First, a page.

The Penguins field is in 165 metres of water, approximately 150 miles north east of the Shetland Islands. Discovered in 1974, the field was first developed in 2002 and is a joint venture between Shell (50 percent and operator) and ExxonMobil (50 percent).
The Penguins field currently processes oil and gas using four existing drill centres tied back to the Brent Charlie platform. The redevelopment of the field, required when Brent Charlie ceases production will see an additional eight wells drilled, which will be tied back to the new FPSO vessel. Natural gas will be exported through the tie-in of existing subsea facilities and additional pipeline infrastructure.
According to Shell, the joint venture-owned/Shell-operated Sevan 400 FPSO is expected to have a peak production of circa 45,000 boe/d. Oil will be transported via tanker to refineries and gas will be transported via the FLAGS pipeline to the St Fergus gas terminal in north-east Scotland.
“Penguins demonstrates the importance of Shell’s North Sea assets to the company’s upstream portfolio,” said Andy Brown, Upstream Director. “It is another example of how we are unlocking development opportunities, with lower costs, in support of Shell’s transformation into a world class investment case.”
Steve Phimister, Vice President for Upstream in the UK and Ireland, said, “Shell has had a strong presence in this part of the northern North Sea for more than forty years. Having reshaped our portfolio over the last twelve months, we now plan to grow our North Sea production through our core production assets.”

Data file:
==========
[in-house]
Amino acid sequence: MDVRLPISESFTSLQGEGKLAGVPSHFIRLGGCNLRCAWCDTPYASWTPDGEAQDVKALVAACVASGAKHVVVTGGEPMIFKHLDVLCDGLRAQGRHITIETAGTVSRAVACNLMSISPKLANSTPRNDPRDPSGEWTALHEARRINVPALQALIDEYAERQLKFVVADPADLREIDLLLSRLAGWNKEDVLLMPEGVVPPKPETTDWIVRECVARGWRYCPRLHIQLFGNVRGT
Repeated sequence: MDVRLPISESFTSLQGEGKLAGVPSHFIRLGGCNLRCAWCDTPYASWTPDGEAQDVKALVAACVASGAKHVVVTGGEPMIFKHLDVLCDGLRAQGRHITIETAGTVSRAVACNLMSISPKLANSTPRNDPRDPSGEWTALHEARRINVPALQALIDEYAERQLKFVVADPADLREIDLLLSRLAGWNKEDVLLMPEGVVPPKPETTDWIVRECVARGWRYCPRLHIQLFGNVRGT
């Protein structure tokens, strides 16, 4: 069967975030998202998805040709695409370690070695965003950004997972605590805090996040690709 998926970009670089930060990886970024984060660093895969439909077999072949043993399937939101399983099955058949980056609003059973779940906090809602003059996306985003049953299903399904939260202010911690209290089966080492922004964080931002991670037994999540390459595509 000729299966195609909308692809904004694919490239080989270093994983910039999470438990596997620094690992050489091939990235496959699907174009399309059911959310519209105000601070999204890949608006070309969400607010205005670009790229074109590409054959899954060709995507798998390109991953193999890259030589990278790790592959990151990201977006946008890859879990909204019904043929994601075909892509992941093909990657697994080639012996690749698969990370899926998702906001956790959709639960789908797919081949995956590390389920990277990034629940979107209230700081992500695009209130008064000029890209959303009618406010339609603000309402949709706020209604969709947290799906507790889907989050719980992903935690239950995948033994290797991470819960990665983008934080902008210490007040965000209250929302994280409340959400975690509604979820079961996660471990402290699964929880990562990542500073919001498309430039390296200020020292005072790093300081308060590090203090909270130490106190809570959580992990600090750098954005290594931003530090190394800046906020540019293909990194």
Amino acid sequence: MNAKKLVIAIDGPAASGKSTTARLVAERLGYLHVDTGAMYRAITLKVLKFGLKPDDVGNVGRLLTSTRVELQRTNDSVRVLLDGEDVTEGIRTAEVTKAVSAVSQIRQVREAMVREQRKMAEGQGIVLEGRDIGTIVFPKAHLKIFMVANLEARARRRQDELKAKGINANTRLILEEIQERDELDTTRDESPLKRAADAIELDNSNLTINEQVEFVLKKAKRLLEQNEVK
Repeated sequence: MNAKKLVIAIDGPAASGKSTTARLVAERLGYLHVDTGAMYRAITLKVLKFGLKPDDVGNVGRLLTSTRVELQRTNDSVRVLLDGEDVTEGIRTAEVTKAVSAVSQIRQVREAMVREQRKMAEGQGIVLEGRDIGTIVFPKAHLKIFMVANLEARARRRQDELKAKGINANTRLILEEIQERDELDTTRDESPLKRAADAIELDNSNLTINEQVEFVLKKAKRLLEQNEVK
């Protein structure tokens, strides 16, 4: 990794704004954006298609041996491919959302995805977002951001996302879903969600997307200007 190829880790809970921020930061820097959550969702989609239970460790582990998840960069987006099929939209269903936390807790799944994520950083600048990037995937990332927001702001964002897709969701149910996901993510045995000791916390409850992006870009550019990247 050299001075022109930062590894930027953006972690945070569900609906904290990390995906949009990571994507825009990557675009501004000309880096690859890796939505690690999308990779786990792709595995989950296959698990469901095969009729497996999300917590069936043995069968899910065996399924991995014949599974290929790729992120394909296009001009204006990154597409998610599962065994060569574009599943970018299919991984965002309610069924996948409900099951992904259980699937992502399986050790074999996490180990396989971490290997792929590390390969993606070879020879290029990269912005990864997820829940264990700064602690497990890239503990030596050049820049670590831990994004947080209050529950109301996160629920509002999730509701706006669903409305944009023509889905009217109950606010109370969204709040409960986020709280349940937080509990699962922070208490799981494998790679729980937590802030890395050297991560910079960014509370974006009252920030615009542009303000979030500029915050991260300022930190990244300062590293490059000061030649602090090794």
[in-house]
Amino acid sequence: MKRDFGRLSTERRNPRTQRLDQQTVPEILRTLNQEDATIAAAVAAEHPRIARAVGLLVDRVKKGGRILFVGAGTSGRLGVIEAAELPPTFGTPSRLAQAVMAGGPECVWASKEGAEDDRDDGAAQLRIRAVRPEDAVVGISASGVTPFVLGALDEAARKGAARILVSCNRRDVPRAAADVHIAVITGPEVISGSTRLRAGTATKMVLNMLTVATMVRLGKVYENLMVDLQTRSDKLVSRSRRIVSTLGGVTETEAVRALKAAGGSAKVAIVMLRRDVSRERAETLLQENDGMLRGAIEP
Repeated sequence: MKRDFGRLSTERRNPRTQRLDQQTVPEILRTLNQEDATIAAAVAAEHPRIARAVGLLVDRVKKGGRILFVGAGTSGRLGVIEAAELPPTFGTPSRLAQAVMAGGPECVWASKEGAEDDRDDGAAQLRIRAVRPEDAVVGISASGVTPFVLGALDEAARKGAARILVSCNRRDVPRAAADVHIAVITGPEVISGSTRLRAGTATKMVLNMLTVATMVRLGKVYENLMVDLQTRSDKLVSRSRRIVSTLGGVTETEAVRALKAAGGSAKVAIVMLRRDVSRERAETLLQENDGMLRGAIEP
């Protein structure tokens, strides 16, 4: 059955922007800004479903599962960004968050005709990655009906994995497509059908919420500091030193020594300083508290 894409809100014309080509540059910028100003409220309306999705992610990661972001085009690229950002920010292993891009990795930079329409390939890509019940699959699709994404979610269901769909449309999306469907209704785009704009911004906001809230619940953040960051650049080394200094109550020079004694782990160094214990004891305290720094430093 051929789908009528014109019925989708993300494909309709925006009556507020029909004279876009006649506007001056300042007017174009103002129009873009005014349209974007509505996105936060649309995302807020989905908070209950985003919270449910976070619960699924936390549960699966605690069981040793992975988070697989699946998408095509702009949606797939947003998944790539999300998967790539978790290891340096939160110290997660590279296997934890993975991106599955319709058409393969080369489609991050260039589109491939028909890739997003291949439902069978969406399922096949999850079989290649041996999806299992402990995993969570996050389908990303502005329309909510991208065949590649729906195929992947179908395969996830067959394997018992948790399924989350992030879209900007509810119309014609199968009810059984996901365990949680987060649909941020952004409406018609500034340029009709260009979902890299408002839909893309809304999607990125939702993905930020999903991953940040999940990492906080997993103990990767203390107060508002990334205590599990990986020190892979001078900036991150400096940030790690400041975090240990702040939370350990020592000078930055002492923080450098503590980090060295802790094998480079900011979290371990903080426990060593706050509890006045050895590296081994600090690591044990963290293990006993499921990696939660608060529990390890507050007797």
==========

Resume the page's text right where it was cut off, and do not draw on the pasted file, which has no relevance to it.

Sevan Marine said it will receive an initial milestone payment, with further payments subject to three future milestones. Sevan Marine will also continue to provide engineering support during the construction of the unit over the next three to four years.
This final investment decision marks yet another milestone for the Sevan Marine cylindrical concept, an alternative to traditional ship-shaped FPSOs. The Penguins FPSO will be the sixth Sevan Marine designed cylindrical FPSO to be built.
“Together with the recent start-up of the Dana Petroleum operated
Western Isles FPSO in the U.K. and cost reductions taken, we have come a long way in turning around Sevan Marine. We look forward to fully supporting the construction of the Penguins FPSO while further developing the Sevan Marine concept and winning new projects,” said Reese McNeel, CEO of Sevan Marine ASA.